Senator DOMENICI. You raised one interesting question in your list of questions at the end. I am generally critical about doing things that affect the States and then letting them complain afterward. And you ask the question, should these decisions be made without involving the States?

I wonder if maybe the bill we have in mind couldn't lend itself to that. Perhaps we could consider the imposition of some kind of counsel in that study period of 18 months that would be made up of representatives of the affected States to go through the rule making process with the corps so that they would have some input and some evaluation. That comes to me as you talk about it.

Do you have any other ideas, or what do you mean by the question !

Mr. LIGHTSEY. I was implying just what you said, Senator, that there be a forum set up to sample the opinion of the people directly in contact with the river from day to day.

Senator DOMENICI. I will say to you that we will send your waterway user proposal to the Department of Transportation. They are in the process of evaluating user fees. The President's message stimulated them, and we will make sure they have this and they might be able to answer some of the questions you raised about the authenticity of the 300 miles being relevant to the entire system and whether the 43 percent is correct or not.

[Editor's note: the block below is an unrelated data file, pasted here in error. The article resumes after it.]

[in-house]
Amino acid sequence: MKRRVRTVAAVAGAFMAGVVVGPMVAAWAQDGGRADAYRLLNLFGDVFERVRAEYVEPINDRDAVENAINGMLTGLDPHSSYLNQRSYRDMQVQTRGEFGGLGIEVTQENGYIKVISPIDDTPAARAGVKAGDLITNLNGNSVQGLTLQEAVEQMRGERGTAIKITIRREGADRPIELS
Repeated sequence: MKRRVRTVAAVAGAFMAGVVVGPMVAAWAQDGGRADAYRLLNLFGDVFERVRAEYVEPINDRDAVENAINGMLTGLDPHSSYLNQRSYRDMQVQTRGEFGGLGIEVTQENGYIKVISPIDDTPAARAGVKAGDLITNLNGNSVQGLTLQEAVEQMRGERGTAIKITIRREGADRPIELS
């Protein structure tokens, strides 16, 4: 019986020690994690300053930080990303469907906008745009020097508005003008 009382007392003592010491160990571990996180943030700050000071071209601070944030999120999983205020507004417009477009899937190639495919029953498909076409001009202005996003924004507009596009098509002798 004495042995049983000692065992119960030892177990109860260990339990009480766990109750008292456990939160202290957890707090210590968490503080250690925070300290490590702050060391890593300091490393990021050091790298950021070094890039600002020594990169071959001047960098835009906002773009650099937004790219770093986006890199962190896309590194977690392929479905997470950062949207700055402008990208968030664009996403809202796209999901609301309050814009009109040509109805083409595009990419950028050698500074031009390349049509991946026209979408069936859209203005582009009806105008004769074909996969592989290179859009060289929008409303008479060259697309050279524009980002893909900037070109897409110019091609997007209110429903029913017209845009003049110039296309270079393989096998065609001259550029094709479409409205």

I have no further questions. We will stand in recess until 9:30 in the morning.

[Whereupon, at 3:12 p.m., the subcommittee recessed, to reconvene at 9:30 a.m., Wednesday, April 20, 1977.]




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APRIL 19, 1977


My name is Robert M. Gidez. I am Vice President of Jack Faucett Associates, Inc., a public policy and transportation consulting firm located in Chevy Chase, Maryland. In 1972, when I left the Federal service, I was Chief of the Economics Branch in the Office, Chief of Engineers. I have also served as the Executive Director of the New England Regional Commission and the Planning Director of the Appalachian Regional Commission. For the record, I would like to note that in my capacity as a public policy consultant, I served as principal consultant to both the State of West Virginia and the Appalachian Regional Commission on railroad reorganization issues. I am appearing here today as a consultant to the American Waterway Operators, Inc.


The witnesses who have preceded me on this panel have forcefully noted a number of very real issues and potential impacts that could result from the imposition of user charges on the Nation's inland waterways. In the context of these issues and impacts, the primary purpose of my statement is to provide an overall summary and pose the basic public policy questions that must be assessed and evaluated prior to any Congressional action on user charges.